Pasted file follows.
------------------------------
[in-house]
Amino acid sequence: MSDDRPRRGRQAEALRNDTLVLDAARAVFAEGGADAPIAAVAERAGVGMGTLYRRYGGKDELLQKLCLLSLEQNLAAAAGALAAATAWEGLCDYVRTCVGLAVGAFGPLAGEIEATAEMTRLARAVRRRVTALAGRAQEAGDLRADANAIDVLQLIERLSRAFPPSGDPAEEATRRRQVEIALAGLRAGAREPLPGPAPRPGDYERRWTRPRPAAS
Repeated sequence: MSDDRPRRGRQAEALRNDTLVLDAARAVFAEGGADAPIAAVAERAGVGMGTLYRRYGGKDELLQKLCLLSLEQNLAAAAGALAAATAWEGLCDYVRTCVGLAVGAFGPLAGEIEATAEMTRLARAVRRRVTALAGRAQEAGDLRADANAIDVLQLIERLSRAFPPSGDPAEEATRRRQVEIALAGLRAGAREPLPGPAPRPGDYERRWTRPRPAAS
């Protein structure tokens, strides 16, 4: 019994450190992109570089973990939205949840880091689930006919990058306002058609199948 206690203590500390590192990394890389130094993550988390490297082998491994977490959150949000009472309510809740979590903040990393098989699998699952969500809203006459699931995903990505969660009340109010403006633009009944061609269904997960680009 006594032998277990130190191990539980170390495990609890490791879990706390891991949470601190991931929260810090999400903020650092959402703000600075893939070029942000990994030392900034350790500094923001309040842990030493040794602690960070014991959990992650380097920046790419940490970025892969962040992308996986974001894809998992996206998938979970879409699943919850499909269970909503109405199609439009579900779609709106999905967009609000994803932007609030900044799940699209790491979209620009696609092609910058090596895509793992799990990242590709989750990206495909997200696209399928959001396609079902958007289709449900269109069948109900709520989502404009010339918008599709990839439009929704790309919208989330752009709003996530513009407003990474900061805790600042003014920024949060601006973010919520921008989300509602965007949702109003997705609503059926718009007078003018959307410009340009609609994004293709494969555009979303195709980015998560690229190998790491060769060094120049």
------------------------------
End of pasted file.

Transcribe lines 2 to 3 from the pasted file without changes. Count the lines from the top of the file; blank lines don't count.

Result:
Amino acid sequence: MSDDRPRRGRQAEALRNDTLVLDAARAVFAEGGADAPIAAVAERAGVGMGTLYRRYGGKDELLQKLCLLSLEQNLAAAAGALAAATAWEGLCDYVRTCVGLAVGAFGPLAGEIEATAEMTRLARAVRRRVTALAGRAQEAGDLRADANAIDVLQLIERLSRAFPPSGDPAEEATRRRQVEIALAGLRAGAREPLPGPAPRPGDYERRWTRPRPAAS
Repeated sequence: MSDDRPRRGRQAEALRNDTLVLDAARAVFAEGGADAPIAAVAERAGVGMGTLYRRYGGKDELLQKLCLLSLEQNLAAAAGALAAATAWEGLCDYVRTCVGLAVGAFGPLAGEIEATAEMTRLARAVRRRVTALAGRAQEAGDLRADANAIDVLQLIERLSRAFPPSGDPAEEATRRRQVEIALAGLRAGAREPLPGPAPRPGDYERRWTRPRPAAS